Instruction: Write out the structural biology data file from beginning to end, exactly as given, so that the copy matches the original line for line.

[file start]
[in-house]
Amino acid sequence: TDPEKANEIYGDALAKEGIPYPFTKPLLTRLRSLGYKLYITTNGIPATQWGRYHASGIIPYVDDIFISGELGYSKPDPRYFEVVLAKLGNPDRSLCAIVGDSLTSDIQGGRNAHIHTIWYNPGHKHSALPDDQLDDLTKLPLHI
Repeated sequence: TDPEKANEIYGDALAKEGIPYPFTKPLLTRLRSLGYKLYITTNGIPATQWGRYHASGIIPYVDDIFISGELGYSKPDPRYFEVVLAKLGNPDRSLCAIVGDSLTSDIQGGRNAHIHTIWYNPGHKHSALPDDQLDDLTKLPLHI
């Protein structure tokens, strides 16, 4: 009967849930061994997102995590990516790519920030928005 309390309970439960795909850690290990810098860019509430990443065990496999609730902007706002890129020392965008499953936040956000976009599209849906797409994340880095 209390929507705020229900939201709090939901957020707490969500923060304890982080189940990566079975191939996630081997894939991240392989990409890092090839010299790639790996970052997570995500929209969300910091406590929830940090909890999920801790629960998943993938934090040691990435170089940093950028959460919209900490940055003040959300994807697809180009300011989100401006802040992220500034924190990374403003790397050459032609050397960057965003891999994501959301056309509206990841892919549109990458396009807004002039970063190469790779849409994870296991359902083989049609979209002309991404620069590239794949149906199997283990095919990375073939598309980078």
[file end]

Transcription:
[in-house]
Amino acid sequence: TDPEKANEIYGDALAKEGIPYPFTKPLLTRLRSLGYKLYITTNGIPATQWGRYHASGIIPYVDDIFISGELGYSKPDPRYFEVVLAKLGNPDRSLCAIVGDSLTSDIQGGRNAHIHTIWYNPGHKHSALPDDQLDDLTKLPLHI
Repeated sequence: TDPEKANEIYGDALAKEGIPYPFTKPLLTRLRSLGYKLYITTNGIPATQWGRYHASGIIPYVDDIFISGELGYSKPDPRYFEVVLAKLGNPDRSLCAIVGDSLTSDIQGGRNAHIHTIWYNPGHKHSALPDDQLDDLTKLPLHI
């Protein structure tokens, strides 16, 4: 009967849930061994997102995590990516790519920030928005 309390309970439960795909850690290990810098860019509430990443065990496999609730902007706002890129020392965008499953936040956000976009599209849906797409994340880095 209390929507705020229900939201709090939901957020707490969500923060304890982080189940990566079975191939996630081997894939991240392989990409890092090839010299790639790996970052997570995500929209969300910091406590929830940090909890999920801790629960998943993938934090040691990435170089940093950028959460919209900490940055003040959300994807697809180009300011989100401006802040992220500034924190990374403003790397050459032609050397960057965003891999994501959301056309509206990841892919549109990458396009807004002039970063190469790779849409994870296991359902083989049609979209002309991404620069590239794949149906199997283990095919990375073939598309980078």